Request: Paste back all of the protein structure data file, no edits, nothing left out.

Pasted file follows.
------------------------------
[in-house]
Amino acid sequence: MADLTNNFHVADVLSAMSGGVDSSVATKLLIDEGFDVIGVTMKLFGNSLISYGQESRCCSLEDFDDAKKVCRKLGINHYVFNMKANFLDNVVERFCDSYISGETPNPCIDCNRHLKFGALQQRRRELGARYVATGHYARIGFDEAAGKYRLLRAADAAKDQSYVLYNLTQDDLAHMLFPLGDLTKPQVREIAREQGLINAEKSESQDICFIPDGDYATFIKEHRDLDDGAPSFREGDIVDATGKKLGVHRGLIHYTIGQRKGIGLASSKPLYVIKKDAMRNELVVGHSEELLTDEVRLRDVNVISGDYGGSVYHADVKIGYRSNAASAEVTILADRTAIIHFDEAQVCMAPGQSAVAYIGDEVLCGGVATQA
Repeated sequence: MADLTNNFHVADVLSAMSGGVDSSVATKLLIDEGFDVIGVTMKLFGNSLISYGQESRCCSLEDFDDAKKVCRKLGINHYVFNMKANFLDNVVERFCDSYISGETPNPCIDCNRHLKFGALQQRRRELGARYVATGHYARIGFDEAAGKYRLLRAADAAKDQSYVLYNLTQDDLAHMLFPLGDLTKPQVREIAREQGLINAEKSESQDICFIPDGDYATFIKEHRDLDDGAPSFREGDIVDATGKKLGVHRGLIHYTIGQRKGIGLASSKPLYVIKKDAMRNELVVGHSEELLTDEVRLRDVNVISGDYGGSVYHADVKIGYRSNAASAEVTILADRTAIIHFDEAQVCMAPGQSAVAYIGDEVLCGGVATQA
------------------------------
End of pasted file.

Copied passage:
[in-house]
Amino acid sequence: MADLTNNFHVADVLSAMSGGVDSSVATKLLIDEGFDVIGVTMKLFGNSLISYGQESRCCSLEDFDDAKKVCRKLGINHYVFNMKANFLDNVVERFCDSYISGETPNPCIDCNRHLKFGALQQRRRELGARYVATGHYARIGFDEAAGKYRLLRAADAAKDQSYVLYNLTQDDLAHMLFPLGDLTKPQVREIAREQGLINAEKSESQDICFIPDGDYATFIKEHRDLDDGAPSFREGDIVDATGKKLGVHRGLIHYTIGQRKGIGLASSKPLYVIKKDAMRNELVVGHSEELLTDEVRLRDVNVISGDYGGSVYHADVKIGYRSNAASAEVTILADRTAIIHFDEAQVCMAPGQSAVAYIGDEVLCGGVATQA
Repeated sequence: MADLTNNFHVADVLSAMSGGVDSSVATKLLIDEGFDVIGVTMKLFGNSLISYGQESRCCSLEDFDDAKKVCRKLGINHYVFNMKANFLDNVVERFCDSYISGETPNPCIDCNRHLKFGALQQRRRELGARYVATGHYARIGFDEAAGKYRLLRAADAAKDQSYVLYNLTQDDLAHMLFPLGDLTKPQVREIAREQGLINAEKSESQDICFIPDGDYATFIKEHRDLDDGAPSFREGDIVDATGKKLGVHRGLIHYTIGQRKGIGLASSKPLYVIKKDAMRNELVVGHSEELLTDEVRLRDVNVISGDYGGSVYHADVKIGYRSNAASAEVTILADRTAIIHFDEAQVCMAPGQSAVAYIGDEVLCGGVATQA